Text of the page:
Tuesday, April 30, 2013

The Easy Way to Make Yogurt

Making Yogurt

  I've been making yogurt for a couple years now. I started making it when I realized how many extra ingredients there are in store bought yogurt. The super sweet fruit and yogurt were too sweet for my taste and even with coupons it's still more expensive than making your own.

  I started looking online for recipes and methods. I found a crock-pot method that wasn't bad. I tried a lot of different recipes with mostly good results. I tried one where a woman put the milk in canning jars, then put them in a pan with water and heated it that way. I did that for several weeks until one of the jars broke in the pan and I lost 1/4 of my yogurt.  I only had one batch I couldn't eat and that's because I burned it. I've had batches turn out really thick, almost cheese like, I overcooked that batch. It was still yummy and we ate it as a soft cheese spread and I still put it in my smoothies. 

  After much trial and error, I have it perfected. If you follow this recipe, you will be eating yogurt. What changes your results is when you change the amounts of milk or yogurt. That's when your batches may not turn out. Figuring out why is what will make you an expert yogurt maker. When I first started I got creative and learned a lot!

 What I do now is a culmination of those recipes and have found what works for me, with the size of pan I use to make it.

   I make a half-gallon or so every week. I consume most of it myself, in my smoothies that I drink every morning. I have Stella hooked on smoothies so one day a week she helps me eat some.
I thought I'd do a quick tutorial that might help some of you get started.

What You'll Need

Whole milk (2 quarts or a half gallon) (I've made it with 2% and it still works fine)
Cup of Plain Yogurt (at least 5.3 oz)
Sauce Pan (large enough to have a couple inches of room at the top for stirring)
Candy Thermometer
Wooden spoon
Containers to store finished yogurt

 First I start with whole milk, a half gallon, and pour it in a 3 qt, stainless steel pan. You'll need a good candy thermometer. With the pan on the stove top, and thermometer clipped on the pan, use medium - medium-high heat.

 Keep an eye on the thermometer while stirring gently. Make sure you have a clean, empty sink and run about 4" of water in it, (depending on the height of your pan). Have some ice or blue ice (for coolers) on hand. 

  When the milk has reached 185 degrees turn off heat. Carefully carry to the sink and set the pan of milk into the water. The thermometer usually slides around during the transfer so you may want to set it to the side for the moment or if you're able to, grab it with a finger during the transfer. The last option is the one I use because I don't want to wait for the temp to go back up on it.

 Now you have the pan in the sink. Check the level of water compared to the level of the milk. It needs to be even or as close as possible. This is when you add the blue ice or ice to the water. Be careful not to splash water into the milk.You can add the lid for a few moments if you're worried. It won't ruin the batch if you get a little there, but a lot could ruin the batch. Stir the milk while watching the thermometer. When it comes down to 110 degrees carefully remove it from the water and set it on the counter. You're done with the thermometer; you can leave it in the sink.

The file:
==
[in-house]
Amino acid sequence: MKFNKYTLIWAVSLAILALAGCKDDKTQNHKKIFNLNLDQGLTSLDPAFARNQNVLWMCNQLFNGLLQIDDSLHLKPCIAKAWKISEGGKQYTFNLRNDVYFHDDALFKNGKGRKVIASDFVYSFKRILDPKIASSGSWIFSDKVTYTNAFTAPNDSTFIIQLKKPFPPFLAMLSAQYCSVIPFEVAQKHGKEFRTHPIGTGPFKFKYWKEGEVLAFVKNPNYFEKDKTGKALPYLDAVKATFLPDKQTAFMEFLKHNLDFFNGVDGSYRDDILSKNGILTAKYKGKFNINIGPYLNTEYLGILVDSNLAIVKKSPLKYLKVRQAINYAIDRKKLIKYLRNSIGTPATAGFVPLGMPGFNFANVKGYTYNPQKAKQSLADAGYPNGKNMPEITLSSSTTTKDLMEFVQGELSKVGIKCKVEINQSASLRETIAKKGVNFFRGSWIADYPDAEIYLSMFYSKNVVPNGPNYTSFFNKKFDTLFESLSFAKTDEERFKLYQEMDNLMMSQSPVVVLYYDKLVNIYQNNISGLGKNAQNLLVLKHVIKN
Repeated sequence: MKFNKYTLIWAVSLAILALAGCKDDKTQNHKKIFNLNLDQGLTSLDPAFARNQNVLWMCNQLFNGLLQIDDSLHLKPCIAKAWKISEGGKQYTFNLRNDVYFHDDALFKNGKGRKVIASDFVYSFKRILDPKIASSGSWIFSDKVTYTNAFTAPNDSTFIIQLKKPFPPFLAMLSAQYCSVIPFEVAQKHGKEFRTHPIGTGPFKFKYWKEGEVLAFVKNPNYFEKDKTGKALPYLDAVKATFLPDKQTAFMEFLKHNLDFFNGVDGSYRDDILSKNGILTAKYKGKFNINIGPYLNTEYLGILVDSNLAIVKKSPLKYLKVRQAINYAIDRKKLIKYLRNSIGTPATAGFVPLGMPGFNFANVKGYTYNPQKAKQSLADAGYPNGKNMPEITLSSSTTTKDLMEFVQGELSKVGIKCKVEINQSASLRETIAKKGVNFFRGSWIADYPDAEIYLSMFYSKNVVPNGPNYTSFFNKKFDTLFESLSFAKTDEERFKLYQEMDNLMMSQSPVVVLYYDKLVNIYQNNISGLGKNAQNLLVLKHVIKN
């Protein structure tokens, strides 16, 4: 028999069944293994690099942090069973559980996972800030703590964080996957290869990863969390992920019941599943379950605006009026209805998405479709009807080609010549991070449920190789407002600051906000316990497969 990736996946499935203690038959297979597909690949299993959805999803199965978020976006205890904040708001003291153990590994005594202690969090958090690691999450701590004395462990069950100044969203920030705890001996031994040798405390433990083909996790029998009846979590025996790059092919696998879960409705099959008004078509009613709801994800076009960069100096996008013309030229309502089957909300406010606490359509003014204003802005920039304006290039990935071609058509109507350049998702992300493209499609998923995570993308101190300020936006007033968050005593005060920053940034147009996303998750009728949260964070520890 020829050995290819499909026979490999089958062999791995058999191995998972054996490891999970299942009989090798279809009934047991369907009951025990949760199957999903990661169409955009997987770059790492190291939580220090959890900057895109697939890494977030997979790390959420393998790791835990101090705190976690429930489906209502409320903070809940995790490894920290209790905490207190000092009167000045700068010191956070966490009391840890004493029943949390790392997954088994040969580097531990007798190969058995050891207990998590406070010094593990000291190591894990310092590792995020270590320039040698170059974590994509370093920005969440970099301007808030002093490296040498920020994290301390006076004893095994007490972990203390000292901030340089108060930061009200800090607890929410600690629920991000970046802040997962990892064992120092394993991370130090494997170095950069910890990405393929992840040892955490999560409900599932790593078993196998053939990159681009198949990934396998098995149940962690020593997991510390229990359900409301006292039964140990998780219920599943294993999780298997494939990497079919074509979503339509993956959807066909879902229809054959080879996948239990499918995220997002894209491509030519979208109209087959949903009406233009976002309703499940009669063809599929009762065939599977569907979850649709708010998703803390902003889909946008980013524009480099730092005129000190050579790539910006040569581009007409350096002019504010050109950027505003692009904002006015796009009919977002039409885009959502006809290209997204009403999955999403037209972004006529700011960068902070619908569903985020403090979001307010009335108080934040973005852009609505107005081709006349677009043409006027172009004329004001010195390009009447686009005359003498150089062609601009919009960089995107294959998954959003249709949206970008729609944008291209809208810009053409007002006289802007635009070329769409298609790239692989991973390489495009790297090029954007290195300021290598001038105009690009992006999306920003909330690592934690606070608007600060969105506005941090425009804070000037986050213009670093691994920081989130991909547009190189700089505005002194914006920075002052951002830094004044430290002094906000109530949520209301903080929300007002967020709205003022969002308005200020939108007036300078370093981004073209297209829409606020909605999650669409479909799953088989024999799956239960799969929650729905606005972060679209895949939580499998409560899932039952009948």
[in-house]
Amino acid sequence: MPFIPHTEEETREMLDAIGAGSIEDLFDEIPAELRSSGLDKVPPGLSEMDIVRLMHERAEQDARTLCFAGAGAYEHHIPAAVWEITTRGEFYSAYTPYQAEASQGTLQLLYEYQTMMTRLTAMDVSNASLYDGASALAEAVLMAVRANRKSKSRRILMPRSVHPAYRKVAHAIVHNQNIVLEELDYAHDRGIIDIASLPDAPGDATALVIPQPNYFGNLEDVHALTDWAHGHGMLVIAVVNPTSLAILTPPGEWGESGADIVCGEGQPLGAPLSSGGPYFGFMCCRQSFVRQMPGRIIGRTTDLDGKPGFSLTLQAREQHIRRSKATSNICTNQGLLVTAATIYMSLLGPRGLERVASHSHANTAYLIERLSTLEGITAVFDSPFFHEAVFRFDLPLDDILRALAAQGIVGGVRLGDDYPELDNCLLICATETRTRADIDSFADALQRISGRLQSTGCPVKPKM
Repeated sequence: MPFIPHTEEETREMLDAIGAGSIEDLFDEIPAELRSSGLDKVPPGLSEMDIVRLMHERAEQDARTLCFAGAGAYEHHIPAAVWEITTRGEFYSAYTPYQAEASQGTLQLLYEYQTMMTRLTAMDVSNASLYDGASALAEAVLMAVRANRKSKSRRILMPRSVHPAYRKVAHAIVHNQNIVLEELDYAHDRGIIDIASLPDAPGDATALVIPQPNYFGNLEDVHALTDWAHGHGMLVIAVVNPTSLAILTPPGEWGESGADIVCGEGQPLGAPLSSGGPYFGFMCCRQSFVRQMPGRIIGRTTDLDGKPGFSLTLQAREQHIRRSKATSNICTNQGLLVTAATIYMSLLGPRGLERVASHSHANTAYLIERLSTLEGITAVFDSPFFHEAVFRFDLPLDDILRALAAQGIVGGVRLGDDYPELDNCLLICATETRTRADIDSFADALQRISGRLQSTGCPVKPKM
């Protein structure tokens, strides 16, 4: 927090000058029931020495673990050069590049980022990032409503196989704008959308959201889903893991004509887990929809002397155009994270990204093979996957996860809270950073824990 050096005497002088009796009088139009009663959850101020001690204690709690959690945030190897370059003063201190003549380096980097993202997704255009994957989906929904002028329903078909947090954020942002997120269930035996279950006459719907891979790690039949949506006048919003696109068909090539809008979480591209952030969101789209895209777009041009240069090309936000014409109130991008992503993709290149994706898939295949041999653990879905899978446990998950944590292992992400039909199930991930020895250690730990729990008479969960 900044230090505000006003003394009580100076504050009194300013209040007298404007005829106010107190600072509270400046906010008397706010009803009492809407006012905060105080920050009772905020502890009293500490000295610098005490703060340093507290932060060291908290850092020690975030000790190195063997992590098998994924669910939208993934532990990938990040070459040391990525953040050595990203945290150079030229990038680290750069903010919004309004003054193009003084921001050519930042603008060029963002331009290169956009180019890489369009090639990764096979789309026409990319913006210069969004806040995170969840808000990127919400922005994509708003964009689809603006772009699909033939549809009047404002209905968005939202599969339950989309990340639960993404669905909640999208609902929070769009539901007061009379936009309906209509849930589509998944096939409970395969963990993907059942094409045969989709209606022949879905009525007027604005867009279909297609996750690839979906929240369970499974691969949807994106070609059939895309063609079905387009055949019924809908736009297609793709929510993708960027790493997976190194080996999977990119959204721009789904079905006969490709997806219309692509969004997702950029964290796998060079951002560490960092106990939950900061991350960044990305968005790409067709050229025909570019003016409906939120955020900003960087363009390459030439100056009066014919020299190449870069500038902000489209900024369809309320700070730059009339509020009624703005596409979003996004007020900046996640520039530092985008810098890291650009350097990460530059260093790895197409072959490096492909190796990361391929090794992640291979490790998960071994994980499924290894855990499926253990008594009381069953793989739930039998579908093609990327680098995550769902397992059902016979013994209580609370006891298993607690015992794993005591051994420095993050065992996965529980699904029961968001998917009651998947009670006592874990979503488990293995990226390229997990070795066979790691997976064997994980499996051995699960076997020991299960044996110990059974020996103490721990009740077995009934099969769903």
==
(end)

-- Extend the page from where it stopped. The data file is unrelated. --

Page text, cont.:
This is when you add the starter yogurt. You can use some from a previous batch, saved and frozen right after it's made. I've done this but I have better luck when I buy a cup of yogurt from the store. Choose one with no gelatin as it makes it syrupy. Make sure it has both of the active cultures in it. I've been getting Oikos and I just read the label and it simply says "active cultures”. I have used it though and it works great. I get the Greek yogurt and for a size, it says 5.3 oz. 

  So now you need to put the yogurt in the pan of milk, (after scraping the cup to get all of it), stir with a whisk. Stir until you see no more lumps, little ones are okay.

Now put the lid on your pan. You'll need 2 bath towels to wrap it in. It needs to keep the heat for several hours so wrap it good. Lay the first towel on the counter and wrap it up around the pan. 

Then take the second towel, which is still folded in half, and lay it over the top of the pan and tuck it in the best you can.

 It needs to sit undisturbed for 6 hrs so choose a spot that is out of the way, where it won't get bumped.

 Set your timer for 6 hours and walk away! No need to do anything to it for 6 hrs. If you check it, you'll release the precious heat and it won't work as well.

There you are 6 hours later. Beautiful yogurt that I can use in so many ways. I could strain it and make a soft cheese. I can use it in place of sour cream in many recipes.

I'll let it cool a bit, then cover and store it in the back of the frig, on the lowest shelf. It thickens as it cools.
It lasts a couple weeks but never makes it that long at our house.

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